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Since the Ontario Society of Artists' (OSA) offer to relinquish control over the art school had been accepted by the Minister of Education, the school had continued to operate without OSA input and it had been largely unsuccessful. In 1890, the school was re-established as the Central Ontario School of Art and Design.
Governed by a board of directors, the School was once again became affiliated with the OSA. It was run out of the OSA’s newly-leased galleries at 165 King Street West and, as before, many OSA members taught at the school. In the Vice-President’s Report of 1892-93, its growing success as well as its long-term needs were prophetically acknowledged:
“The pupils have largely increased in number, one hundred and twenty-four names having been registered this year, and a great advance has been made in the character of the work done, warranting the hope that a continuance of the present connection may next year still further promote the practical usefulness of the school by obtaining enlarged accommodation … and eventually securing its recognition by the Provincial Government as a Normal Art School for Ontario with a substantial subsidy to render possible thoroughly effective progress.”
- Marmaduke Matthews, Vice President, Ontario Society of Artists, 1892-3
The annual exhibition of 1896 marked a new method of a selecting works for the government. Described in the President’s Report of 1895-96, paintings to the value of $200 were to be chosen, this amount to be used from the annual $500 grant. There was no resistance on the OSA’s part to this requirement and the president stated that it was, “being complied with cheerfully, and is regarded as desirable.”
A ballot amongst the membership was held to choose the paintings which were to be valued at $100 each. Because of the method of selection, these works became known as the “Ballot Pictures.”
The Ballot Pictures for 1896 were two oils: William Atkinson’s Old Stage Days, Ontario and F. McGillivray Knowles’s, Notre Dame, Paris. This latter work remains as part of the collection today and can be found hanging on the second floor of the Ontario Legislature in Toronto
The Ballot Pictures would continue to be selected in this way until 1912. Further, the Minister of Education had, in 1897, entered into another agreement with the OSA, motivated by the addition of a third floor to the Normal School (a teachers’ college, now the location of Ryerson University in Toronto) in 1896, which provided spacious new galleries.
OSA members would provide paintings to fill the walls and in return the government would allocate a grant of up to $800 to purchase selected works.
A special committee, comprising of George Ross, Minister of Education, and Dr. S. P. May, the Superintendent of the Educational Museum, was formed to select the works from the new gallery. When the grant was first exercised in 1899, fourteen paintings were purchased in addition to the two ballot pictures. Of the sixteen works acquired by the government that year, six remain in the collection.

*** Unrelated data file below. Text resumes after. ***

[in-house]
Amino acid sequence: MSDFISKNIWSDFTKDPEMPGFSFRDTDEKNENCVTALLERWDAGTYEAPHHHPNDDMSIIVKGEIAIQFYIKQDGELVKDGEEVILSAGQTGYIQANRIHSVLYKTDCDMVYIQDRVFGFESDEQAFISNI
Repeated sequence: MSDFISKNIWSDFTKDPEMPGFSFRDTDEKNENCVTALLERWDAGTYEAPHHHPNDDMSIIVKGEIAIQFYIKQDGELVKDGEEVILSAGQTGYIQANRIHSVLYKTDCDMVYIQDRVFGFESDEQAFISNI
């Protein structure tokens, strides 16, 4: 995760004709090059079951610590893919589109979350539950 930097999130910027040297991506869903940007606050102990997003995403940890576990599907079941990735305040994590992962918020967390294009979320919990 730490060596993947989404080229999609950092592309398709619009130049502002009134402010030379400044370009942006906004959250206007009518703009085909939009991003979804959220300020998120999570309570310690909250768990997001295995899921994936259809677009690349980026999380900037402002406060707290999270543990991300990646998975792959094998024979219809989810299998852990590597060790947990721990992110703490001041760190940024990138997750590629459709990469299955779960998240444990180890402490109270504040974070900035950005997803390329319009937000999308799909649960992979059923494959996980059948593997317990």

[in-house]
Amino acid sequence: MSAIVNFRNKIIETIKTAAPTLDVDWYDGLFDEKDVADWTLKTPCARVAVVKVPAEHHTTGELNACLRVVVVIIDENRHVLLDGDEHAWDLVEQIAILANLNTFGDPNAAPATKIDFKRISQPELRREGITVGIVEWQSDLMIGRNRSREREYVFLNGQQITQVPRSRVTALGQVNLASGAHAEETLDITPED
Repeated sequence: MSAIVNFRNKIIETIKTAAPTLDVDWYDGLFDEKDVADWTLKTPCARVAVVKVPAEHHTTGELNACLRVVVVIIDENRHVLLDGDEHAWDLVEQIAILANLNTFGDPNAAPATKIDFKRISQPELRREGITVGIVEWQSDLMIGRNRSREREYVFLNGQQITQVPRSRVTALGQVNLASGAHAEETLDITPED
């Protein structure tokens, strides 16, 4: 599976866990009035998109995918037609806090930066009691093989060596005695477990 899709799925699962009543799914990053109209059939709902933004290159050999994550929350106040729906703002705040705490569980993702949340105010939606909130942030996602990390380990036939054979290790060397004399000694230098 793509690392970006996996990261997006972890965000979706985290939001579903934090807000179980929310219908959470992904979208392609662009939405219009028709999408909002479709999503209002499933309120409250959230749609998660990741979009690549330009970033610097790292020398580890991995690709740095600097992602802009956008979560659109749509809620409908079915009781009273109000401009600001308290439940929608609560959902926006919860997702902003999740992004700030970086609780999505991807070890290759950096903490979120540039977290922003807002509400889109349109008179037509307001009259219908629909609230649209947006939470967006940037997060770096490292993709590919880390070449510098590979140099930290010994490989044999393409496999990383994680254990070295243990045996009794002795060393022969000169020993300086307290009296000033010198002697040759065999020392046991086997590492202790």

By October 1907, a contemporary account in the Canadian Magazine reported that at least 100 works by Ontario artists were hanging in what was now referred to as the Provincial Art Gallery, or the “Louvre of the Province” as it was later described by artist Robert Ford Gagen.However, the magazine’s critic was less impressed with the quality of the art and wrote: “and it may be said that they are not the great efforts of these artists, but the best the present Government can apparently afford.”
The government continued to purchase artworks from the OSA’s annual exhibitions until 1914. However, the method of selection did not always meet with the approval of the OSA. In 1907 for example, a dispute had arisen concerning the works chosen.
A committee, known as the Guild of Civic Art, had been formed in 1900 and charged with the responsibility of making the selections. Run by an executive of artists and laymen, the Guild promoted itself as an organization available to give advice on artistic matters in the public realm. As noted in its charter, the Guild offered: to enter into agreements with the Municipality of Toronto, Corporations, or private persons, to act in a purely advisory capacity in matters pertaining to works of an Artistic nature.
The situation in 1907 involved the selection of two paintings that were considered ineligible due to the status of the artists, Archibald Browne and Franklin Brownell. All artists were required to have works on display at both the provincial art gallery and the annual OSA exhibition in order to be considered by the selection committee. As neither artist had fulfilled this obligation, the OSA deemed the Guild's choices invalid.
Despite the OSA’s objections and an appeal to the Minister of Education, the selections stood. Continuing dissatisfaction with the outcome was noted by the secretary in the OSA’s records as: Pictures paid for by the Ont Government not endorsed by the OSA. Not only did this incident cause a rupture in the OSA itself by bringing to the surface increasing antagonism between some of the old guard and the newer members, but it led to the formation in 1907 of a breakaway group, the Canadian Art Club.
Although the Guild’s choices were not rescinded, the minister did agree to form a new selection committee. Between 1908 and 1912, this new committee was to consist of a representative of the government, a member of the OSA and two laymen appointed by the OSA.
Overall, the Guild of Civic Art Committee in its various incarnations selected over 60 works from the OSA’s annual exhibitions.
Eight of the works that were chosen by the committee and still in the Government of Ontario Art Collection today are illustrated below.